The Quill

The Quill newspaper staff during the 2019-20 school year. The class has since gone remote, due to the COVID-19 pandemic. 

Despite the challenges of classes going virtual during the COVID-19 pandemic, the Robbinsdale Cooper High School’s school newspaper, The Quill, won two awards for the nine issues published during the 2019-20 school year.

The paper won an International Second Place Award from the Quill and Scroll Society. Included was an excellent rating for writing and editing and an excellent rating for general practices.

The paper also won an All-State Silver Award from the Journalism Educators of Minnesota for excellence in writing, editing, photography and design of a high school newspaper.

Eric Zuccola has been teaching Cooper’s co-curricular journalism class for 22 years and is the advisor for The Quill.

The class typically consists of juniors and seniors with about 20 students. Recruiting students for the class usually takes a while, he said. Because the newspaper is a co-curricular activity, students who can’t make the class work in their schedule can contribute pieces and write freelance.

Registration for the class took place right before the beginning of the COVID-19 pandemic. More students signed up for the class than in prior years. Twenty students signed up and freelancers put them over that number.

Putting out the paper last spring was a scramble, but this year the students been able to do more planning, making the process smoother, he said.

The students were working on the sixth issue in March when they had to transition to virtual classes. Fortunately, they were used to sharing files electronically so already had those systems in place.

Challenges of virtual classes

It’s an adjustment not being able to see each other face to face, Zuccola said. In many cases, students don’t have a journalism background. When working together in-person, it takes about one or two articles to get down the basics of news writing. With virtual classes, it’s about two or three articles, he said.

The newsroom had to get creative to find artwork, since no one was physically at school. In their final issues of last year, the students had teachers volunteering to take selfies of themselves working to add visual elements to stories.

One of the best moments of this school year was when the first issue was released, he said. It’s disappointing not to publish a physical paper this year but they decided to go full color in the digital issue because printing costs aren’t a factor. Students were excited to see their work in color, he added.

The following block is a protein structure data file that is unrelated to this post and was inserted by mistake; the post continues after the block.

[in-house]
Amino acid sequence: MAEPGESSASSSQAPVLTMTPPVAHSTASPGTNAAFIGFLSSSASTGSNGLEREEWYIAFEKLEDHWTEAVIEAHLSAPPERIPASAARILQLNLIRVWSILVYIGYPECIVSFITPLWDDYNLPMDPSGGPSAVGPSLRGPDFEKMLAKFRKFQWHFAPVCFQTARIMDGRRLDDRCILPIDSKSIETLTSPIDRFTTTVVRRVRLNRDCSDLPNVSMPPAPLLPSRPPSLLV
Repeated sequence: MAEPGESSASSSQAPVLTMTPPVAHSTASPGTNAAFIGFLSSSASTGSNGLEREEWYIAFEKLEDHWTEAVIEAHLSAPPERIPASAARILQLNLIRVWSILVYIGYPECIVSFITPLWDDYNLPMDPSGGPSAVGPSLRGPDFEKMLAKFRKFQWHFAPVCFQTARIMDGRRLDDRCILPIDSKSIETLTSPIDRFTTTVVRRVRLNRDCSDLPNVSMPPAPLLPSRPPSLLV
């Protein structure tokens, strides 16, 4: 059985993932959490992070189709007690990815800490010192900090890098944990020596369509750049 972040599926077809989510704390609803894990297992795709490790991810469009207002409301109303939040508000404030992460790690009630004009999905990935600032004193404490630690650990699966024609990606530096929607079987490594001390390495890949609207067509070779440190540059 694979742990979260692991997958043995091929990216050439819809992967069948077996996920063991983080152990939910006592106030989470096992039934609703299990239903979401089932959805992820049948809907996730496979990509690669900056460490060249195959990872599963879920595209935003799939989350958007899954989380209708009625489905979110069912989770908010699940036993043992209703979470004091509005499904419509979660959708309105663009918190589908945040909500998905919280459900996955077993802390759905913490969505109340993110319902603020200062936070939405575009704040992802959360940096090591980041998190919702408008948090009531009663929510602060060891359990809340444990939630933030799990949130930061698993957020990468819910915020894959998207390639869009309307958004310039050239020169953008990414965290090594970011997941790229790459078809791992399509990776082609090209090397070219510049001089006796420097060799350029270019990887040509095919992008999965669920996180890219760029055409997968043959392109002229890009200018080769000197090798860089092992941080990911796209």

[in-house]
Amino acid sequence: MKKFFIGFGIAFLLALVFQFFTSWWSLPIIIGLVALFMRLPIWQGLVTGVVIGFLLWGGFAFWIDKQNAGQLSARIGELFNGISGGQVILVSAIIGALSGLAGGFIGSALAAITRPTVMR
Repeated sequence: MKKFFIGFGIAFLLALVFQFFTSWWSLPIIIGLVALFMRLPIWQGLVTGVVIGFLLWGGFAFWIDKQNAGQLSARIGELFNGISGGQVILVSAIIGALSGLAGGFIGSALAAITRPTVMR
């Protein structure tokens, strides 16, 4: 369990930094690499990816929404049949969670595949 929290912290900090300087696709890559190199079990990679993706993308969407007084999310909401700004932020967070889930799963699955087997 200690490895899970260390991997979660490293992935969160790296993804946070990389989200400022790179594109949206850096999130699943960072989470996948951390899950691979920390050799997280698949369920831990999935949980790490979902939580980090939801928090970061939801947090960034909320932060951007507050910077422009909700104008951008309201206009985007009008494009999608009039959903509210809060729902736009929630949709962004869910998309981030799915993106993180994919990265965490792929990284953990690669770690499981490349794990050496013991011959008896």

Student perspective

Max Rekela-Jasper is a senior and the current editor-in-chief. This is his first year working on The Quill.

Initially, he was looking forward to getting the full journalism experience, going around the building, notepad in hand to interview staff members and students. Knowing the class would be remote, he had low expectations, however, they produced a good paper, he said.

By speaking with staff members and students, he learns about what’s happening at Cooper and can relay the information to others.

Profiles on student-athletes are some of his favorite pieces. Not only does he learn about their opinions and how they’re adapting during COVID-19, but also how the sports are being adapted according to COVID-19 guidelines.

Davis Ruppert-Kan is a senior and the former editor-in-chief. He was initially interested in joining the class because Zuccola is an inspiration and encouraged his writing in a film studies class he took during his sophomore year. This year, he writes freelance for The Quill.

The work that stands out to Ruppert-Kan is two reviews of his favorite movie, “Synecdoche, New York.” One review he wrote at the beginning of last year, the other at the end. The second review was to see if he improved in his skills or his thoughts on the movie changed, he said.

Ruppert-Kan is an artist at heart, rather than a journalist, he said. He is interested in art, film and television reviews, as well as national and international news. He said the class has helped him further his art analysis skills and develop critical thinking.

He appreciates that Zuccola is lenient about the subjects students can write about. He thinks that distance learning allows him more freedom and instills a sense of responsibility and time management.

The power of journalism

“Working on a newspaper and being involved in journalism allows students to have a voice,” he said.

Students can use their own voice, but also be a voice for others. That hasn’t changed and in some ways, it’s even more important, Zuccola said.

There is a feeling of isolation when people aren’t physically around each other. Even though interviews are virtual, it allows students to stay connected and hopefully produce stories that classmates and staff members can connect to, he added.

It’s no shock to say journalism has been in the cross-hairs of criticism, he said. When young people start working in classes related to journalism and communications and continue to do so, they find out those presumptions of bias or fake news are unfounded.

If someone has journalism training, they are trained to do quite the opposite, which is to seek the truth. Hopefully, over time, we can restore faith in journalism as an enterprise and a way of establishing truth, he said.

In his years of teaching, there have never been attempts by the district or school administration to limit the types of stories written by students. Zuccola appreciates working in a district that’s supportive of the journalism program and have the program recognized with awards.

“With the proper support, even a small school with a small paper can experience success,” he said.

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